As noted in the Terms and Concepts section, discourse elements can contain other discourse elements. Your manuscript can contain any other discourse element. A part can optionally contain chapters, sections, and scenes; a chapter can contain sections and scenes; a section can contain other sections or scenes. A scene cannot contain any other discourse elements.

Click and Drag Discourse Elements

You can click and drag any discourse item to move it anywhere in the table of contents. Grab the icon to the left of the discourse element with your mouse, and use it to drag that element to another place in the table of contents. In the image above, Scene C of Chapter 2 is moved above Scene B in the same chapter.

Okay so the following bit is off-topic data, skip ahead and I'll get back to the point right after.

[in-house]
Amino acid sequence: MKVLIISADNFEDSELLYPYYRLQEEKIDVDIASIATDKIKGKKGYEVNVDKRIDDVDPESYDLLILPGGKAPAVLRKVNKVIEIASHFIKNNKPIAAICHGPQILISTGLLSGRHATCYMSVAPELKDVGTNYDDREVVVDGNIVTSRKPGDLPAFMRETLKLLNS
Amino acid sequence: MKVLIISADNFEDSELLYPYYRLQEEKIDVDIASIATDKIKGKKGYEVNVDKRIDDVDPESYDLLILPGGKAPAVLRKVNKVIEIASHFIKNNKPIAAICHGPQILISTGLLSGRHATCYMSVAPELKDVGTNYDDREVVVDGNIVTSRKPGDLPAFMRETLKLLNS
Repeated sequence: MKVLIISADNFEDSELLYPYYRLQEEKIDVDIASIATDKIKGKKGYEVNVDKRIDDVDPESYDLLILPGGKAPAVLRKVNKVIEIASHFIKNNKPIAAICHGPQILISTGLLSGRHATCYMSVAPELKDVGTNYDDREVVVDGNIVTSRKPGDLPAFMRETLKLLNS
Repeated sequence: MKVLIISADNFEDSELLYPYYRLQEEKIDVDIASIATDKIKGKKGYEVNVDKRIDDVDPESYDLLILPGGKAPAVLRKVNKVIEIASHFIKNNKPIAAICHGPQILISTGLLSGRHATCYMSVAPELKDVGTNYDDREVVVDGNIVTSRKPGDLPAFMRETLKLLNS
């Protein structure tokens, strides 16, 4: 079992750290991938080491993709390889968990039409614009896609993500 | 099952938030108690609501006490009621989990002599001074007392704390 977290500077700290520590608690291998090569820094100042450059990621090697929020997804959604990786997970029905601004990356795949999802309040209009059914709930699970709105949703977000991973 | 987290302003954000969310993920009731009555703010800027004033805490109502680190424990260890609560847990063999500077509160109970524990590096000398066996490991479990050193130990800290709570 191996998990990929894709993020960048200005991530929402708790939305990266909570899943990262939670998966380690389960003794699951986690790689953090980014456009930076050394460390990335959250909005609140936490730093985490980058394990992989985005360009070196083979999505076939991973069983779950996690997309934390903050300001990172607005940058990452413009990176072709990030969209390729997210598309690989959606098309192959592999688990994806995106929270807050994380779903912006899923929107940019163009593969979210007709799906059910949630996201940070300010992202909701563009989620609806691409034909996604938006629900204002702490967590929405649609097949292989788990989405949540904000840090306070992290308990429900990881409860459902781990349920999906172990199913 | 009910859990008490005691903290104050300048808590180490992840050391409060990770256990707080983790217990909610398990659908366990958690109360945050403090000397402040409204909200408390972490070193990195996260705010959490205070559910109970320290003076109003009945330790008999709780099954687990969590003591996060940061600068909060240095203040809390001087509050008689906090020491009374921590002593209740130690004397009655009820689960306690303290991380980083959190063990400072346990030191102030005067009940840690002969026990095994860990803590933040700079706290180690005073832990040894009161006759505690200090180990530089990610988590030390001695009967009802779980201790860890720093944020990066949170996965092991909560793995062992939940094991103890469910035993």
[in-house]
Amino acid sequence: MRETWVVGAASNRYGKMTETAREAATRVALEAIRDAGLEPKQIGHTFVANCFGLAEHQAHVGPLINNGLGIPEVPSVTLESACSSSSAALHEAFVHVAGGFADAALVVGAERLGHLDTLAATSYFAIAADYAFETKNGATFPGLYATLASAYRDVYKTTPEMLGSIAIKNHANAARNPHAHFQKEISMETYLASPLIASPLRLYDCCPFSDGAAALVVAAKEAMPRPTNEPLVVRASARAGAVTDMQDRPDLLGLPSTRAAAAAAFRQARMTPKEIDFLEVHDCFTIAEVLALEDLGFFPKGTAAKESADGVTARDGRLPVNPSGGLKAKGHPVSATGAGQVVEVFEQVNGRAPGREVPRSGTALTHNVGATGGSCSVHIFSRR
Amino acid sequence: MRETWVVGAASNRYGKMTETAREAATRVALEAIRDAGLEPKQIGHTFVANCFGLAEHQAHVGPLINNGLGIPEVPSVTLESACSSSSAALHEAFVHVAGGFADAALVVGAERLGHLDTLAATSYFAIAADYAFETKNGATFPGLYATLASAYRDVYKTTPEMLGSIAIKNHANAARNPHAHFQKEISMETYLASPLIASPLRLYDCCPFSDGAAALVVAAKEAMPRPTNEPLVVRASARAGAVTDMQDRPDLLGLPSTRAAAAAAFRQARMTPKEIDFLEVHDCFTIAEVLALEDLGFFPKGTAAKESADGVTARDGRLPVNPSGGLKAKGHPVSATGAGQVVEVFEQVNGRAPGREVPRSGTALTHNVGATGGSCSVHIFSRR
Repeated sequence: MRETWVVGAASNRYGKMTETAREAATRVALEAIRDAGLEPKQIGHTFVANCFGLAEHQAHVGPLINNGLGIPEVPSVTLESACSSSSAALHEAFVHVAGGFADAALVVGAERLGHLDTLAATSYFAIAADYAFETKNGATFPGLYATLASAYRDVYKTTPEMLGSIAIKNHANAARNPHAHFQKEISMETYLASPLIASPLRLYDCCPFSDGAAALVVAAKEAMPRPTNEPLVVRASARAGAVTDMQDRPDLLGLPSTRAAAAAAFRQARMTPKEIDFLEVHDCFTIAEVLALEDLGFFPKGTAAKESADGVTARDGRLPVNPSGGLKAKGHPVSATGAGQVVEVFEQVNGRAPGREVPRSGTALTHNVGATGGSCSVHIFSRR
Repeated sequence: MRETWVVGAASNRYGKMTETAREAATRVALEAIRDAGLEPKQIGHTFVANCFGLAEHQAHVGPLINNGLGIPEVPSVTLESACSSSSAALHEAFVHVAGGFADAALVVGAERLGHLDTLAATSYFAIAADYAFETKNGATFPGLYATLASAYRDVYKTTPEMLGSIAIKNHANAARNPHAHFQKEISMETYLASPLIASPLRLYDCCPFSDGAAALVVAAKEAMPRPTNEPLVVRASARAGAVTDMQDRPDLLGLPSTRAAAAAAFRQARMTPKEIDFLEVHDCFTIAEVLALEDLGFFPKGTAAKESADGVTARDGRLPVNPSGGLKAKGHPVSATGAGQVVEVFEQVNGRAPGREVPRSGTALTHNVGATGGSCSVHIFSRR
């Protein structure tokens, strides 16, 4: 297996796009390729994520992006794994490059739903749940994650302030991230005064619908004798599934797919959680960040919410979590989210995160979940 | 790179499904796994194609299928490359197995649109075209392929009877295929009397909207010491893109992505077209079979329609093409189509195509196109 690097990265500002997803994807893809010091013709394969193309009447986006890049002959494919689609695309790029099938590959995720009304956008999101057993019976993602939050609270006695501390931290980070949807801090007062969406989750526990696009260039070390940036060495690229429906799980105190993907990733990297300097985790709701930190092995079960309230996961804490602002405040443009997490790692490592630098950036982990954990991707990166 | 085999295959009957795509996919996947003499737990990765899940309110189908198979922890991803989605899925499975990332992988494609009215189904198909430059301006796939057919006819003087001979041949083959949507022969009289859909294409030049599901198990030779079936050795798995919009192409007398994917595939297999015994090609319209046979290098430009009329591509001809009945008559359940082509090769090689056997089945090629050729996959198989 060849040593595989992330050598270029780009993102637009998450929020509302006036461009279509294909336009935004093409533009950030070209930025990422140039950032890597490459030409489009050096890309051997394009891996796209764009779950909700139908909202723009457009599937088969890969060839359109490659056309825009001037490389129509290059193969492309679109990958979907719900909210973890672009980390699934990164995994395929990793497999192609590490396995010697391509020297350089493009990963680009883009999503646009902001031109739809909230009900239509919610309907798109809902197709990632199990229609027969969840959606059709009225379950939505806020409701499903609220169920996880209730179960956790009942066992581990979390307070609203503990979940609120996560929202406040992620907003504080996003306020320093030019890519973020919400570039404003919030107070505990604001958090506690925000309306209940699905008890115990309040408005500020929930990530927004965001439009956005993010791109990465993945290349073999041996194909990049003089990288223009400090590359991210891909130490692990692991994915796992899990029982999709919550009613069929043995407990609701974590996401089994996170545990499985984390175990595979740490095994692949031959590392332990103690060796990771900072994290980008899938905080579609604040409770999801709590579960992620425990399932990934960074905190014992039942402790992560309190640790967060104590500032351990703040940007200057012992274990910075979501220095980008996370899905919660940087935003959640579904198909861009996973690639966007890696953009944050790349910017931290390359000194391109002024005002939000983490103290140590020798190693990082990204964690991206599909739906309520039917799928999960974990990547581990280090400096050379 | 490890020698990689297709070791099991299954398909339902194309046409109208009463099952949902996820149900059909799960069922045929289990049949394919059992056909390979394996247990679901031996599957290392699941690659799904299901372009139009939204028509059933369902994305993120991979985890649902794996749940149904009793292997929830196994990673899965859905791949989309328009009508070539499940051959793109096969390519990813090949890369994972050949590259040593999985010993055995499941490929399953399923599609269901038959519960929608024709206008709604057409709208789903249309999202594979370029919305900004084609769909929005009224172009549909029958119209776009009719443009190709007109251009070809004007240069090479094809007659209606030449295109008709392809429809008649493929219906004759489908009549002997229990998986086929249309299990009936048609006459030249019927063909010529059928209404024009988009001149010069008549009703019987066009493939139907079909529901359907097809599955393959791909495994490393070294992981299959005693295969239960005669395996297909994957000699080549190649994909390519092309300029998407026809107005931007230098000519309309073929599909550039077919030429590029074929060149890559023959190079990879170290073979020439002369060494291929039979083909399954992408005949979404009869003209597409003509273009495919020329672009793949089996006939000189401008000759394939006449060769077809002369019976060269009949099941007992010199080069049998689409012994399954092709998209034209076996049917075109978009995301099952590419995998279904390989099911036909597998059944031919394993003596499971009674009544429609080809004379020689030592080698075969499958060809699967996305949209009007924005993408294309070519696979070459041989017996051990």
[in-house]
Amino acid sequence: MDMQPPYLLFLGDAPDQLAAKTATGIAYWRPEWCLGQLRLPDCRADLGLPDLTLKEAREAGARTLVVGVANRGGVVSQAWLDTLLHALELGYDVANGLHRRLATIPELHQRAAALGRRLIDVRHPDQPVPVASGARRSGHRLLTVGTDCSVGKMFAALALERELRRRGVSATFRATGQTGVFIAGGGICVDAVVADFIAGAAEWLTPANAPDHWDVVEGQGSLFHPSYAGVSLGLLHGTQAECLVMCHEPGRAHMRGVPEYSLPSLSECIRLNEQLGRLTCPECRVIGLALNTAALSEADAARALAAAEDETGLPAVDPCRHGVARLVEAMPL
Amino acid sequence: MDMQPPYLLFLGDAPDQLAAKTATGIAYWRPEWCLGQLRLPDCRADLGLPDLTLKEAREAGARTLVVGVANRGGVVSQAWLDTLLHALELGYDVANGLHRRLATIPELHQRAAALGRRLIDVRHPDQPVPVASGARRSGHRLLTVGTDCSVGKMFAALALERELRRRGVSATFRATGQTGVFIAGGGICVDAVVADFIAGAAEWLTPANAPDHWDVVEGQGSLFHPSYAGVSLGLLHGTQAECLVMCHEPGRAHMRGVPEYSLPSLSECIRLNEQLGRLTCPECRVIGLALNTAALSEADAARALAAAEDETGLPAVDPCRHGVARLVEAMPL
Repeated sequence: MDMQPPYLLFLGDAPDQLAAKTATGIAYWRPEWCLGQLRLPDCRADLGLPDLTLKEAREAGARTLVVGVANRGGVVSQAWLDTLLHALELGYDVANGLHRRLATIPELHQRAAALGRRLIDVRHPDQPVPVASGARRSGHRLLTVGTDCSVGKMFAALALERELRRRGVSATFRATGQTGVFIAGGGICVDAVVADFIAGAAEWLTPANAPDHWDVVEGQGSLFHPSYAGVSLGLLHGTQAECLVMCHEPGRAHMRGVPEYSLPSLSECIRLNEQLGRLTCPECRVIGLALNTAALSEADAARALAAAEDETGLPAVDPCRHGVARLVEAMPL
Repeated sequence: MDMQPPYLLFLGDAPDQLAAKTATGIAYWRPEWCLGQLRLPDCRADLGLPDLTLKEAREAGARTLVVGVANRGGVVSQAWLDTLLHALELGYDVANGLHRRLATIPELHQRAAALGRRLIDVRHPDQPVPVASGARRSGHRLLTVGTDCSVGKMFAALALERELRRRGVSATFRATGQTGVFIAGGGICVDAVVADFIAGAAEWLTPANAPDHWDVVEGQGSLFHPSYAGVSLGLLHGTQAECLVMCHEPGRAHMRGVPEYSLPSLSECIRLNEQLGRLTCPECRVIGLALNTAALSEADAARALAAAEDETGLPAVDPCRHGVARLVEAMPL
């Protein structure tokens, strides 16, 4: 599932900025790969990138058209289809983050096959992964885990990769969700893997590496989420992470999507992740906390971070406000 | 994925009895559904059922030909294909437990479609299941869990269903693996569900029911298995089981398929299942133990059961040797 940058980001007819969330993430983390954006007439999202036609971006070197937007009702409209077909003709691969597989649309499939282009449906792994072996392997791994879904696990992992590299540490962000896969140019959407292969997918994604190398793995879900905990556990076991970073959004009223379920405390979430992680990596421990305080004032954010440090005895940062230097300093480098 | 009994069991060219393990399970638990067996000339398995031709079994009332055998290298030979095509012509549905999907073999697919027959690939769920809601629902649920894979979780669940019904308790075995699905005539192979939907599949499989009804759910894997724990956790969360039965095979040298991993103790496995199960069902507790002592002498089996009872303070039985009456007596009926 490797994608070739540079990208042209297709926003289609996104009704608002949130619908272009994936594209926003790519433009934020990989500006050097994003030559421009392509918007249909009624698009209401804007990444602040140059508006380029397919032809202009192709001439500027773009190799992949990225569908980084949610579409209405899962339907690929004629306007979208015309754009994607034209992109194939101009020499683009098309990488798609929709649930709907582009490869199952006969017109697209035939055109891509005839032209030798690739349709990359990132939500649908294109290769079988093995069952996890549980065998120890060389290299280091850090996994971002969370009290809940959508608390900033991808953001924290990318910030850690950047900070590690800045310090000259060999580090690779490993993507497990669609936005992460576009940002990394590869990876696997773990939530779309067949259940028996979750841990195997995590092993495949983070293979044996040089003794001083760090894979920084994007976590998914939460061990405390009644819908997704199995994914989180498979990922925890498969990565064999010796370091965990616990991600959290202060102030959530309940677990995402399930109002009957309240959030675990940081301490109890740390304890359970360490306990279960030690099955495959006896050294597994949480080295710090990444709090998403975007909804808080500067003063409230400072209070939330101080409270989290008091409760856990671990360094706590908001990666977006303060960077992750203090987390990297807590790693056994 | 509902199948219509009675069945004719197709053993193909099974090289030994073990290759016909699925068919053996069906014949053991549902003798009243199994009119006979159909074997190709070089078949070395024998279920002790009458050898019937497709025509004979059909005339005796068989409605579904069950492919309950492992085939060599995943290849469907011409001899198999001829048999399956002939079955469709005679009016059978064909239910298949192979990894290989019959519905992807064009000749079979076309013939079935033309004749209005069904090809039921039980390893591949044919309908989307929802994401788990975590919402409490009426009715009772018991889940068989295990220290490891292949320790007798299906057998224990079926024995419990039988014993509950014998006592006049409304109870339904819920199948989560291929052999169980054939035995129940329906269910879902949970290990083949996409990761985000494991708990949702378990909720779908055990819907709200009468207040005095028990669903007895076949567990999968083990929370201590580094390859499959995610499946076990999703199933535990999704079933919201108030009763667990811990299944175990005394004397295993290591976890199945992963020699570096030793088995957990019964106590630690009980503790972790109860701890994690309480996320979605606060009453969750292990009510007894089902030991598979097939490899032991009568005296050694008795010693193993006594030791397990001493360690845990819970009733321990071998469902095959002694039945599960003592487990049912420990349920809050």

Note that you are not allowed to move a discourse element to an position where it cannot fit. For example, you cannot place a chapter within another chapter.

Discourse Element Menu

Click on the menu button toward the right of the name of any discourse element to bring up the menu in the image above.

The items in this menu will change according to the type of discourse element it is attached to (chapter, scene, etc.).

The options offered by this menu are:

  • Rename: Allows you to rename the currently selected discourse element.

  • Cut: This is the step that precedes a Paste operation (also found on the same menu). Once you cut, you can click on another discourse element and paste the earlier discourse element into its contents. Note that if you try to paste a discourse element into another discourse element that cannot contain the pasted element–such as a chapter into another chapter–the system will paste the moved element to a position under the second element.